Seventy-Four Democrats Want Clarence Thomas to Recuse Himself Over Ginni-Gate

Reporting on Politics and Policy.
Feb. 9 2011 2:40 PM

Seventy-Four Democrats Want Clarence Thomas to Recuse Himself Over Ginni-Gate

Rep. Anthony Weiner, D-NY, swings for the low-hanging fruit, with 73 colleagues.

As Common Cause points out, you "participated in secretive political strategy sessions, perhaps while the case was pending, with corporate leaders whose political aims were advanced by the [5-4] decision" on the Citizens United case. Your spouse also received an undisclosed salary paid for by undisclosed donors as CEO of Liberty Central, a 501(c)(4) organization that stood to benefit from the decision and played an active role in the 2010 elections.

Given these facts, there is a strong conflict between the Thomas household's financial gain through your spouse's activities and your role as an Associate Justice of the United States Supreme Court. We urge you to recuse yourself from this case. If the US Supreme Court's decision is to be viewed as legitimate by the American people, this is the only correct path.

David Weigel David Weigel

David Weigel is a Slate political reporter. 


Here's the whole letter with signatures . Thomas, of course, doesn't have to do anything. But when complaints are put on the record like this, it lends legitimacy. Alice Batchelder, a 6th Circuit Court judge who's married to Ohio's state House speaker, avoided trouble over her failure to recuse herself in a political case because Democrats didn't ask for it until after the case was heard.

UPDATE: I interviewed Weiner briefly about the letter.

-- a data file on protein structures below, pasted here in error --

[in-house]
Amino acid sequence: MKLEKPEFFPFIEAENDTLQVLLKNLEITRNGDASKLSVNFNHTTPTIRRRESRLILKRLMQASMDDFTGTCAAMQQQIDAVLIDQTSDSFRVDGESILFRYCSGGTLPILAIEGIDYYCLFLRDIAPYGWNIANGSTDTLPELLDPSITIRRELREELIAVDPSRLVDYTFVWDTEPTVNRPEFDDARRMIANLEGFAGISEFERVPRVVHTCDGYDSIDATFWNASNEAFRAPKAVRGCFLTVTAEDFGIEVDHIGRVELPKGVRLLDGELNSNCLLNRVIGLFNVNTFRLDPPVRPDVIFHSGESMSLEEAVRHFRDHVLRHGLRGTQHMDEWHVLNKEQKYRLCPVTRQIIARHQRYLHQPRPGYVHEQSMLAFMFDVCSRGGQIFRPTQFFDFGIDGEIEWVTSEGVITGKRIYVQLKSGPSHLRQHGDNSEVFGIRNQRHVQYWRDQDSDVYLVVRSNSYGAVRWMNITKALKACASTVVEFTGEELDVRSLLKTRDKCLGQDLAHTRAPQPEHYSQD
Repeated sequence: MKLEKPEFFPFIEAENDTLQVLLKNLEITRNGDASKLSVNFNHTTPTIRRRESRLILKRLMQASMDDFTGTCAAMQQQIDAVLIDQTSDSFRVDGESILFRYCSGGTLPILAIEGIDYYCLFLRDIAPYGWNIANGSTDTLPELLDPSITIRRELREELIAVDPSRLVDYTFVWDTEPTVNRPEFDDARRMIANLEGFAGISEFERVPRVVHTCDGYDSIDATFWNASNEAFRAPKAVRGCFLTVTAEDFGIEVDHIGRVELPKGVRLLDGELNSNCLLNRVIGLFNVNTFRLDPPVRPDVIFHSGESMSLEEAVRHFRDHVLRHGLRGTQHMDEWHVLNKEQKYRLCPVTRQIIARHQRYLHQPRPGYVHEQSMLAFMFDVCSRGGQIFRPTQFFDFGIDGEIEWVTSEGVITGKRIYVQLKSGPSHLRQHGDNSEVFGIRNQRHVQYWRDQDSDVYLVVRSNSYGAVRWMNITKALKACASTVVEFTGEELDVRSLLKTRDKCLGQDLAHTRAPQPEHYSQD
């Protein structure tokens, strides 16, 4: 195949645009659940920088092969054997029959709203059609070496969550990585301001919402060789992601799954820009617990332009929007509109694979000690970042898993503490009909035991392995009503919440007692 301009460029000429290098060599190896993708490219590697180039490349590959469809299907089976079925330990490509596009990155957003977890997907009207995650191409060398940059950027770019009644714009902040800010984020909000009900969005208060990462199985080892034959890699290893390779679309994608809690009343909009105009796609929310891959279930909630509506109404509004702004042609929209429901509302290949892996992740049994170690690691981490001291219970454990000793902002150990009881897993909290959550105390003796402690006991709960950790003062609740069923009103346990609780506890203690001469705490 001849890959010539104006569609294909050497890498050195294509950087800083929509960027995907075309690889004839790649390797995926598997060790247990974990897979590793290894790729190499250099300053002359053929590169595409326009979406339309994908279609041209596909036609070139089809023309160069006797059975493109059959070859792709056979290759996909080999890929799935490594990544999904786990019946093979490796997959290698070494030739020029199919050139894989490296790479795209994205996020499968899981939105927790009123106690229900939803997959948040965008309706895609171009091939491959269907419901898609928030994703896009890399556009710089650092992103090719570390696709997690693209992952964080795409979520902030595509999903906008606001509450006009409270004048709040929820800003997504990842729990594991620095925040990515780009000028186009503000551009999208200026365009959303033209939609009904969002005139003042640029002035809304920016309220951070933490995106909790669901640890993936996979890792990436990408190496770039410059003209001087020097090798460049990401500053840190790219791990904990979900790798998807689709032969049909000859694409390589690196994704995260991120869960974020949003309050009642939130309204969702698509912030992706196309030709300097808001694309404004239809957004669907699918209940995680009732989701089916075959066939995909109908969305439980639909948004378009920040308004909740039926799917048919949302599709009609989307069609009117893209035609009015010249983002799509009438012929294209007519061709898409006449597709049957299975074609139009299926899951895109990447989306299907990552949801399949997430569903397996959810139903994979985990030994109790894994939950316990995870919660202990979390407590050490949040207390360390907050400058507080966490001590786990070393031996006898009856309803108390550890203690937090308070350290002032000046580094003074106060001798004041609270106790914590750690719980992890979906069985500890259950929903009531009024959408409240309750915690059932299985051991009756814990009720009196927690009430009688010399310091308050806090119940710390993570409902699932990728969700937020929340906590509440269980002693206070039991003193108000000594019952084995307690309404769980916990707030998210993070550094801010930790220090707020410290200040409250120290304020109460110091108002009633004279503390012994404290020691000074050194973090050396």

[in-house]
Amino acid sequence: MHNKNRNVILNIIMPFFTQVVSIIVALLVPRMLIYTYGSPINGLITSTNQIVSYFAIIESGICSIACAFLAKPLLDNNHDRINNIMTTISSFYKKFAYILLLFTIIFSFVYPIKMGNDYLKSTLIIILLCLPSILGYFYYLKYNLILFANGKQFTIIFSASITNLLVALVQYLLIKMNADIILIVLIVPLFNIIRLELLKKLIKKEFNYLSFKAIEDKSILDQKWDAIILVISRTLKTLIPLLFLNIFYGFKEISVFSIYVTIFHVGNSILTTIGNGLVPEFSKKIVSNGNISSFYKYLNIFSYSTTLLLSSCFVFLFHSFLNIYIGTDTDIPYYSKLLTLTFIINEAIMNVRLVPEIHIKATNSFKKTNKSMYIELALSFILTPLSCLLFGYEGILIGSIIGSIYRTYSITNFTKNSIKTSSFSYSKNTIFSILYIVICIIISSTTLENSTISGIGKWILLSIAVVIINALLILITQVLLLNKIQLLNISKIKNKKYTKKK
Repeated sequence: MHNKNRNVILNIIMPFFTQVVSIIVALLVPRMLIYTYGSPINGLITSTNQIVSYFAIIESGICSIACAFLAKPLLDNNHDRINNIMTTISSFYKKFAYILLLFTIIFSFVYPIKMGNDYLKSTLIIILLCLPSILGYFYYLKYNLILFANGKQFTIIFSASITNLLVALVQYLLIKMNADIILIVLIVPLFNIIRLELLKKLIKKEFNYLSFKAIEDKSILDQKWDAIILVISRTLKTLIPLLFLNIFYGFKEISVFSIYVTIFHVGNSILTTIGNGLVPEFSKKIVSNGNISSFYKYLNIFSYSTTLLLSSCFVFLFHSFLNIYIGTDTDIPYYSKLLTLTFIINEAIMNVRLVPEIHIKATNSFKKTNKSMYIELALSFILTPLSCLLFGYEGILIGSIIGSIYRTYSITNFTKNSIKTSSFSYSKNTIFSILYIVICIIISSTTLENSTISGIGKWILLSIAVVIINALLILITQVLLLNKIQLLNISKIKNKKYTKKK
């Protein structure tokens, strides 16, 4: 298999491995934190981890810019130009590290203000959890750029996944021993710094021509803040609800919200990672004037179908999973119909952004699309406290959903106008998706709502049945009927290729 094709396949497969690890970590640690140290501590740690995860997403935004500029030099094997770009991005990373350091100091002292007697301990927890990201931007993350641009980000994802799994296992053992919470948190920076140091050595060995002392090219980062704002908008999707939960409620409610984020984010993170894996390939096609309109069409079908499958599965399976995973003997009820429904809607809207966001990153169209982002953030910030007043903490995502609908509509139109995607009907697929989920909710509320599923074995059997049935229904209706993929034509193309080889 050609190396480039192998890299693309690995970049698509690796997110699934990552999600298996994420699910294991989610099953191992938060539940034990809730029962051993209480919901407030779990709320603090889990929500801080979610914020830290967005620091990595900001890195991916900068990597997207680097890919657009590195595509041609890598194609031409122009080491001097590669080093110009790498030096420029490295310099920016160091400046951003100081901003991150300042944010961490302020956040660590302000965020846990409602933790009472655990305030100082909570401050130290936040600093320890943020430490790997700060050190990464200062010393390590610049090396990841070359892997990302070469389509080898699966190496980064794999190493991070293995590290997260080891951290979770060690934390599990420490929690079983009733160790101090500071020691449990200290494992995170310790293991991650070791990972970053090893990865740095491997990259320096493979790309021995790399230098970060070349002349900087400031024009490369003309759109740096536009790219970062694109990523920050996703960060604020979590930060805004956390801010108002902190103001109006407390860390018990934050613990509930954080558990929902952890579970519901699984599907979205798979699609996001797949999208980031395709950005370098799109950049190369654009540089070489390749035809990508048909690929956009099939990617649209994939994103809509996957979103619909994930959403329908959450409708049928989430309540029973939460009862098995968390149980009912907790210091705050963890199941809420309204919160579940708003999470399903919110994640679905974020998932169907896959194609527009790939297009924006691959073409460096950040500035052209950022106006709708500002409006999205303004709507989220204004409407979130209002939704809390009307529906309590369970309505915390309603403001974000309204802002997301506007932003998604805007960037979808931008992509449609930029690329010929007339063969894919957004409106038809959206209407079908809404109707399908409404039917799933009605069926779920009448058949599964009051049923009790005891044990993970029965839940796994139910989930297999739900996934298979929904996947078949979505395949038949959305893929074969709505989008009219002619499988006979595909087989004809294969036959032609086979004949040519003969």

SLATE: The story broke on Friday, so how quickly did this come together?

WEINER: We got 74 members in 45 minutes. It wasn't a particularly tough sell. There were a few who signed it and said, "Is impeachment next?" There are people with general degrees of frustration about the Supreme Court, and I'm usually one of them, but the problem was very clear in this specific case.

SLATE: And why do it? I've noticed that in smaller, local cases where judges have to recuse themselves because of their spouse's political work, problems arise if no one actually complains about it.

WEINER: There are just so many elements to this that are problematic. There's a federal statute directly on this point. Are we disputing that he has a financial interest here? It's clear that he does. If you look at the financial disclosure form that associate justices have to fill out, it's not like the forms that members of Congress or people in the administration have to fill out. It's really short and really easy. He had to check "no reportable income," and it's not a small amount to report!

SLATE: The argument here is that Thomas at least needs to recuse himself from a health care case when it comes up. Should Elena Kagan recuse herself if that comes up?

WEINER: Justice Kagan has recused herself in a bunch of cases. She was asked about this in confirmation, whether she was involved in the effort for the health care law, and she said something along the lines of 'I was not directly involved with the law, it only came up in one meeting, and it came up briefly. No, i don't think just because you worked in one place in an administration you need to recuse yourself for a bill passed during the administration. And she wasn't even in the  administration when the law was actually signed by the president.

David Weigel is a Slate political reporter. 


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